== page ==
The brain consists of a collection of interacting computational modules. Its architecture is fundamentally different from that of today's computers. Even from a rudimentary comparison there are some obvious differences. The vast majority of silicon microprocessors are organized with a global clock whereas brain circuits operate in an asynchronous, event-driven fashion. Instructions in present-day computer architectures are executed sequentially whereas neural computations are massively parallel and distributed. There is a clear separation between processor and memory in microprocessors, whereas memory and computation are tightly integrated at the device (cellular) level in biology. A silicon logic gate communicates with only a few of its neighbors while each neuron may talk to thousands of others.
Current microprocessors can crunch numbers seamlessly, but they are terrible at tasks that brains do with ease. What is it about the architecture of neural systems that make them excel in pattern recognition, sensory integration, and cognitive tasks? How can we use insights from these systems to design better computing machines? Designing neuromorphic chips will help us investigate these questions.
Another motivation behind designing these chips is to build a platform for running large-scale, real-time simulations to aid neuroscience research. Studying a system as complex as the brain invariably leads to analytically intractible circuits or time-consuming, surgically-invasive laboratory experiments. VLSI implementations of biologically-accurate neural network models can result in powerful tools for experimentation, where theoretical insights can be put to the test through large-scale simulations. Hardware acceleration will allow researchers to run real-time simulations beyond scales possible in supercomputers, and at a fraction of the cost (once commercialized) and power consumption.
Some areas I'm investigating are :
- Digital vs Analog Silicon Neurons: Analog circuits closely mimic the continuous time operation of neurons but are noisy and imprecise, making it difficult to make them correspond to mathematical models of neurons. In addition, they do not scale well to the latest fabrication technologies. Digital circuits reliably approximate neural operations. This is sufficient for the discrete-time simulations used in computational neuroscience research. Which representation is best for a given application?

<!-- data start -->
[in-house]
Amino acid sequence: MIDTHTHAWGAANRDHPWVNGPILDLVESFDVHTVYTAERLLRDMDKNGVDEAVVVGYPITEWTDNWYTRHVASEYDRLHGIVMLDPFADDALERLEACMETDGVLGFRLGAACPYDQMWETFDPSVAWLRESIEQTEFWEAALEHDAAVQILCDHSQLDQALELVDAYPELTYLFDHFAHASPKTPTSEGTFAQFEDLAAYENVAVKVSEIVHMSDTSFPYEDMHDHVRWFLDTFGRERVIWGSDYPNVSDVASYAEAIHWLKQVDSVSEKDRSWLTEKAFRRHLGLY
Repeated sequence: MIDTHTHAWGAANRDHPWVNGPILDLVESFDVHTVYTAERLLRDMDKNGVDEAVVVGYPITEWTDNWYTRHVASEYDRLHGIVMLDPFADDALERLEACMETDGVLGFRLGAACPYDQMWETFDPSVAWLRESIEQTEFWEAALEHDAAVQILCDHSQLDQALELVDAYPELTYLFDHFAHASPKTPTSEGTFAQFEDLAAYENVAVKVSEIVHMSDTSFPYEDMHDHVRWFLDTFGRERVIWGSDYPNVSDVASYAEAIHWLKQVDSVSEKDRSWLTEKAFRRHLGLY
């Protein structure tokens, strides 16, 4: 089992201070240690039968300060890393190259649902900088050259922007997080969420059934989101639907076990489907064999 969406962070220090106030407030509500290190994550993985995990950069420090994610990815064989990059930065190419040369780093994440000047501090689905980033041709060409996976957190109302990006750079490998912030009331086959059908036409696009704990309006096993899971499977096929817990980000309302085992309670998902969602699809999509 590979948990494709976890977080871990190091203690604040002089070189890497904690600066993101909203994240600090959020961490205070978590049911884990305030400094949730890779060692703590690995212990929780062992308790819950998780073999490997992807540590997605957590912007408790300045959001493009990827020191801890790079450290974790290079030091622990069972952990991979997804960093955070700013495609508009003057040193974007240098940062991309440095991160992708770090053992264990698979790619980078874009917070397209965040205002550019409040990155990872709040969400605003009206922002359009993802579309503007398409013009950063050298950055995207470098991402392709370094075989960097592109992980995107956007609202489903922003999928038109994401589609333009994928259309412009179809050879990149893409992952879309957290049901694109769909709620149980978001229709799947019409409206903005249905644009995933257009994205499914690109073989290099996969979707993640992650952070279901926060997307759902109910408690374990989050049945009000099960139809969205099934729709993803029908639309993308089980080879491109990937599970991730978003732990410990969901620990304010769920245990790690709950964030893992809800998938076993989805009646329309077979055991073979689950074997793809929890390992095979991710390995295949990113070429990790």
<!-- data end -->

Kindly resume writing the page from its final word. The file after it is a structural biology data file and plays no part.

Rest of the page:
- Communication circuits for neuromorphic systems: Address-Event Representations, Spike-based routing, Chip-to-chip communication.
- Reconfigurable neuromorphic architectures: Chips where networks are not hardwired but set up manually by the user.
- Learning circuits through spike-timing-dependent plasticity.
- What level of detail is useful for computational research? Are the rich dynamics in Hodgkin-Huxley models necessary? Or do reduced models help computational tractability? How should a synapse be modeled? Binary switches? Exponential rises and decays? Neurotransmitter diffusion processes? Is molecular-level analysis required for certain phenomena (e.g. long-term memory)?
- Models of the retina in a configurable chip
- Models of the olfactory bulb in a configurable chip
- Dendritic Trees: A good amount of processing may be carried out in the dendritic branches of neurons. How should these computations be modeled and what are efficient circuits for them?
- Simulation tradeoffs: Custom circuits vs FPGAs vs GPUs vs Parallel CPU clusters
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